African Economists Care About Jobs; Non-Africans Care About Institutions?

March 22, 2013

This post orginally appeared on the CSAE Blog.

There's a lot of chatter in the blogosphere about Westerners' perceptions of Africa, and how poorly they align with Africans' own views of the challenges their societies face.

This week I'm in Oxford, for the annual conference on "Economic Development in Africa" at the Centre for the Study of African Economies (CSAE).  The CSAE conference is unique among top-tier development econ conferences in that it brings together a huge number of scholars based in African universities and research institutes  -- as well as people like me, non-Africans working on the economics of Africa. 

Looking at the conference program, I thought this might be a good testing ground for this hypothesis about African and Westerners' divergent priorities.  Do the research topics of African and non-African scholars working on economic development in Africa align?

I decided to take a closer look at the set of 264 papers presented at the conference.  Richard Payne (the CSAE's IT director, who crafted the conference program and website) kindly shared the spreadsheet underlying the program, with a field indicating the continent-or-origin for the submitting author, and the thematic area they submitted their paper to.  Here's what the data show:

The graph shows the gap between African and non-African focus on a given topic.  The bars measure the percent of all papers submitted by Africans which went to a given topic area, minus the percent of all papers submitted by non-Africans that went to the same area.  If the bar is zero, the topic was equally popular among African and non-Africa researchers.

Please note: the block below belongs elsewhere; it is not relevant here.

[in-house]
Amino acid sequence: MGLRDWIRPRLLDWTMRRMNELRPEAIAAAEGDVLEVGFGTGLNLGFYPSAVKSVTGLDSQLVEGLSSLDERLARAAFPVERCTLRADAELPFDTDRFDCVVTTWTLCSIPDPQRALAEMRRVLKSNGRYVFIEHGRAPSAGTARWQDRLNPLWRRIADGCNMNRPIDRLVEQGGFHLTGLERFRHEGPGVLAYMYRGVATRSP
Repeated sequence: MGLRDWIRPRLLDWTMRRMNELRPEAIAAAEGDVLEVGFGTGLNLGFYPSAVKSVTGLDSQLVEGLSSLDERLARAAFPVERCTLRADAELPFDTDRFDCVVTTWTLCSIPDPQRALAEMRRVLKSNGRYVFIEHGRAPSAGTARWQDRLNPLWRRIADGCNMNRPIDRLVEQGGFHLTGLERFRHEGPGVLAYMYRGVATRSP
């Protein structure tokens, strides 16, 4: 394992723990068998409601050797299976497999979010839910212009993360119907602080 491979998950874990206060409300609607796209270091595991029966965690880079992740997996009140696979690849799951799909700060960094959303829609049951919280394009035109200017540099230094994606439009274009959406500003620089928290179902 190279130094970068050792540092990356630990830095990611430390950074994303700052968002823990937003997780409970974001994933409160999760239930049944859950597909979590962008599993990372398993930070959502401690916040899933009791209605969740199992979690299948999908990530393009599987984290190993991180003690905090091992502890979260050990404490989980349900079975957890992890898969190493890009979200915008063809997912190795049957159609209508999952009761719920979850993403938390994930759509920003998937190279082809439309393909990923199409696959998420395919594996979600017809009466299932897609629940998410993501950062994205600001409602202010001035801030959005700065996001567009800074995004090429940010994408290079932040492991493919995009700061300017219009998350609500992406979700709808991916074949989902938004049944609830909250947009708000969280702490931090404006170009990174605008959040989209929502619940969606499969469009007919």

It's a bit hard to draw firm conclusions here, given the large number of topic categories.  But if you squint a little (and group topics into broad conceptual categories), what strikes me is the following: African scholars are disproportionately interested in labor (i.e., jobs), firms (possibly jobs again), and monetary policy.  Non-African scholars are disproportionately interested in political economy, conflict, natural resources, and (an outlier) migration.  Roughly speaking, there's a division between jobs-focused papers by African researchers and papers by non-Africans focused on institutions.

Also, it's hard to pass up mentioning that "aid" is a much bigger priority for non-African than African researchers.

Between sessions this morning, I mentioned this pattern to another conference attendee -- Bob Rijkers from the World Bank -- who asked, sensibly, is this just driven by the CSAE's own acceptance and rejection decisions?

So I went back to Richard and asked for the full (anonymized) set of paper submissions -- over a thousand papers in total.  Sure enough, the pattern looks quite different:

There are fewer large differences between African and non-African priorities in the full set of submissions.  Labor is still a much higher priority for African researchers, but so are poverty and agriculture.  On the other end, rather than institutions, it seems there are a lot of non-African researchers working on Africa who focus disproportionately on intra-household issues, risk, and social networks.  Interestingly, conflict remains a much more popular topic for non-African than African researchers.

I'm curious what others make of these patterns?  Scanning the categories in the graph, am I right to see systematic patterns, or does this strike people as random noise?  If the patterns are systematic, I'm also curious what the dynamic relationship looks like: comparing across years, are African papers converging to the non-African topics on the Western academic frontier, or are Western researchers listening to their African colleagues who may be closer to the policy dialog in their respective countries?  Maybe that's another blog post.


CGD blog posts reflect the views of the authors, drawing on prior research and experience in their areas of expertise. CGD is a nonpartisan, independent organization and does not take institutional positions.